Memories of Mission Trips Pasts

In 1998, I was given the chance to go on a mission trip with the United Methodist Church to visit Rio De Janiero, Brazil. It was a world wind of effort of many people's parts for me to go on that trip. I remember my parents expediting a passport for me and a myriad of shots (Thanks, mom!) for anything and everything I could be exposed to in South America. Aside: Cold muscle shots hurt! I remember several weekend trips to meet the other youth going on the mission trip and the pastor and youth worker who would be chaperoning us. Getting to Brazil took over 12 hours, and required multiple … [Read more...]

The Parish of Saint Cuthbert

I don't know who Saint Cuthbert is. I do know that I have walked through the church yard of the Parish of Saint Cuthbert in Edinburgh, Scotland. My wife and I stayed in a nearby hotel during our honeymoon, and we took a stroll through the church yard one afternoon on the way back to our room. Vacationing in a country that can date historical sites back a thousand years is an interesting experience. It leads to a lot of interesting discussions about what "historic" means. In the US we discuss sites dating back to 1770s and consider that historic. In Scotland, you can find small church … [Read more...]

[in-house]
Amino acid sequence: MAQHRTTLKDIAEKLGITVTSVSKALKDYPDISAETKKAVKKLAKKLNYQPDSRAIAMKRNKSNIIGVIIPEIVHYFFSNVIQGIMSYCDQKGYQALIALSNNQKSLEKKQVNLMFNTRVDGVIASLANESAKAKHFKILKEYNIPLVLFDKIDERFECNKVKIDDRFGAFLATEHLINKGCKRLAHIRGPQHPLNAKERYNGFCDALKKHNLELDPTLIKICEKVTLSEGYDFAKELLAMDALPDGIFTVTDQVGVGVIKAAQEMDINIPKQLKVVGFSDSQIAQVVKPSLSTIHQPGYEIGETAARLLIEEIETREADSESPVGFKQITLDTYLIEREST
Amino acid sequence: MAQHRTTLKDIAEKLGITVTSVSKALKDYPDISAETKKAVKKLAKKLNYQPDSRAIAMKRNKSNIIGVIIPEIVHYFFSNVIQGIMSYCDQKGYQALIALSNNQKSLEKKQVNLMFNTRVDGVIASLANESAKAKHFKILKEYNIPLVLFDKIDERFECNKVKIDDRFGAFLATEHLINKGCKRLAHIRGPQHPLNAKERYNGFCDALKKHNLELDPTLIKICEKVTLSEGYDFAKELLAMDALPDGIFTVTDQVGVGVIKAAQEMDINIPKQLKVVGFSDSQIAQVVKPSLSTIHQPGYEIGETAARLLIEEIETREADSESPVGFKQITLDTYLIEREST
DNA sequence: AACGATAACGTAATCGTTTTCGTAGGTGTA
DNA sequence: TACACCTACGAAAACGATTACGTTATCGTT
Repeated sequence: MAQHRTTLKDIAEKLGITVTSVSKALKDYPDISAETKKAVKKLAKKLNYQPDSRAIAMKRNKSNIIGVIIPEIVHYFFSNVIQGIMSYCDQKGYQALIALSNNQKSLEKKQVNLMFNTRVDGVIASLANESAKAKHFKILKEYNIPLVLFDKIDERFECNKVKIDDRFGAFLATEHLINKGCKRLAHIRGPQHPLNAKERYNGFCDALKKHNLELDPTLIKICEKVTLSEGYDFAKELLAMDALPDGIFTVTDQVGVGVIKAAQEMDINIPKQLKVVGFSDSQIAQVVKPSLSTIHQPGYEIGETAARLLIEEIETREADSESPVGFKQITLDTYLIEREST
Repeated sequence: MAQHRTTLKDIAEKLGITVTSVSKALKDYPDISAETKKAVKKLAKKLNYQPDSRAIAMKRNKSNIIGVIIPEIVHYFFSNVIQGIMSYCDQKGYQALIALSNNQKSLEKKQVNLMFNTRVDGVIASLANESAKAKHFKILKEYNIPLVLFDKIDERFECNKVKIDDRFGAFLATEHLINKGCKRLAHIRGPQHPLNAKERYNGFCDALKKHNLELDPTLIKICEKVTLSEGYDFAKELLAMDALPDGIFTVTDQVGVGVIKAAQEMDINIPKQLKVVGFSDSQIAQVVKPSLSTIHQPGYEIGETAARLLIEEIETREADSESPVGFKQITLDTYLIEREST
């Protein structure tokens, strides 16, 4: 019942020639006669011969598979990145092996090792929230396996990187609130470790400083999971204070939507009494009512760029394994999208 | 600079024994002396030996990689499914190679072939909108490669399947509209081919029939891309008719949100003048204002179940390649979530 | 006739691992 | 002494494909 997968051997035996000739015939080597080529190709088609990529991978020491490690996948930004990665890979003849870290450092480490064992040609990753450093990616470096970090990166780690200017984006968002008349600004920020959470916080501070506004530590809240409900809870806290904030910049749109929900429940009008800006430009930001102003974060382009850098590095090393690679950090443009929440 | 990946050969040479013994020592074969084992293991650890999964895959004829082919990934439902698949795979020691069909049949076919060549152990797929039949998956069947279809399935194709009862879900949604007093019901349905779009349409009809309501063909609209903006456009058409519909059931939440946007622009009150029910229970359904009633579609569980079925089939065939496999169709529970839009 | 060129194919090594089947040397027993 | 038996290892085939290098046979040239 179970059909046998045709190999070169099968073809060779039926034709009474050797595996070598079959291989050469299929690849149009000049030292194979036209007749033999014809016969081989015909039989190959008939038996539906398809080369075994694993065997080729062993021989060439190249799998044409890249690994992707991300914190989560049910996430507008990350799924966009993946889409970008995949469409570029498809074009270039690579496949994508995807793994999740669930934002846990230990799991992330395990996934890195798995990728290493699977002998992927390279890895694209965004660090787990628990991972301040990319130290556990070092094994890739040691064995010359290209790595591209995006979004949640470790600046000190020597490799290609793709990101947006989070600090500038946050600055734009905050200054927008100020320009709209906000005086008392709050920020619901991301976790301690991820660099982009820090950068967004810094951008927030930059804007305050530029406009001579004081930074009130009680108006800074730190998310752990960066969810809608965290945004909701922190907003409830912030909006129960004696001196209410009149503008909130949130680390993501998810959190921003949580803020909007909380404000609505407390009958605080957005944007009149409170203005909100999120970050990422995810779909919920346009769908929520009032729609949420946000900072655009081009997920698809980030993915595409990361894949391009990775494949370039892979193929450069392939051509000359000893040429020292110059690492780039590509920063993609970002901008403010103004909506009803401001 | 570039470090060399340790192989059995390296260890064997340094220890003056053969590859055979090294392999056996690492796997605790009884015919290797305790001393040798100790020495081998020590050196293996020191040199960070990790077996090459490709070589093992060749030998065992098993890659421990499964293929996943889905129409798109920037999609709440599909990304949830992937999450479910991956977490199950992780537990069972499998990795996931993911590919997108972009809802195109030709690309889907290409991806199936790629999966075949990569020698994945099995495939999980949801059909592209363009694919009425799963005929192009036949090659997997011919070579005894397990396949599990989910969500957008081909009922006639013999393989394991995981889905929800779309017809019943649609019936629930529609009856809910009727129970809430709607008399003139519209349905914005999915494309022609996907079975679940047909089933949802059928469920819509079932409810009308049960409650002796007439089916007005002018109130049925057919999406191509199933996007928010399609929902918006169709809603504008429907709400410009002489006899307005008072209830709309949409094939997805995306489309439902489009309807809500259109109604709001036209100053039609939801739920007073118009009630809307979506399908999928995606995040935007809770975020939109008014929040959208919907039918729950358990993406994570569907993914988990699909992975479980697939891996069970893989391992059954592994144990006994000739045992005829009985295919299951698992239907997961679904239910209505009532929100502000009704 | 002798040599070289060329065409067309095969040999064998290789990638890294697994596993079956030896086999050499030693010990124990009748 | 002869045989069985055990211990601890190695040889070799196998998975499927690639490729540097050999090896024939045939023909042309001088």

Speaking Truth

The message delivered at Goose Creek United Methodist Church on Sunday, June 6th. Scripture: Mark 7:24-30 After reading this passage, the first thought that came to me was the phrase, speaking truth to power. Most of us are familiar with that phrase from the American Civil Rights movement. The phrase also has a home in the Quaker Church. In the 1950s the Quaker Church used the phrase as part of the title for one of their books on non-violence. It was believed that the church had a responsibility to speak truth to power. Where earthly powers believed might made right, the church should … [Read more...]

Thoughts on 1st Sunday after Christmas

This last Sunday in church, the scripture lesson focused on Luke 2:22-40. This passage tells the story of Jesus' presentation at the temple. What changes a common occurrence in 1st century Jewish life from ordinary to extraordinary is the presence of Simeon and Anna in the temple and their reaction to Jesus being in that place. Simeon according to scriptures was a righteous and devout man who had been promised by God that he would not die until he saw the Messiah. Anna was a prophetess who was in her 80s and had been worshipping in the temple for decades since the death of her husband. Both … [Read more...]

A Community Prayer for Advent

In this season of Advent and in this season of expectation, we still carry the burdens and concerns of this world. We still worry about friends ands family members who are sick. We worry about the bills we need to pay. We are concerned about our families and wonder whether the world is getting worse for them and us. In the midst of all these concerns, we must remember that when we open our hearts to God, he gives us peace. And in this Advent season and in every day in our lives, we must make the choice between focusing on the peace God gives us or falling into despair over the … [Read more...]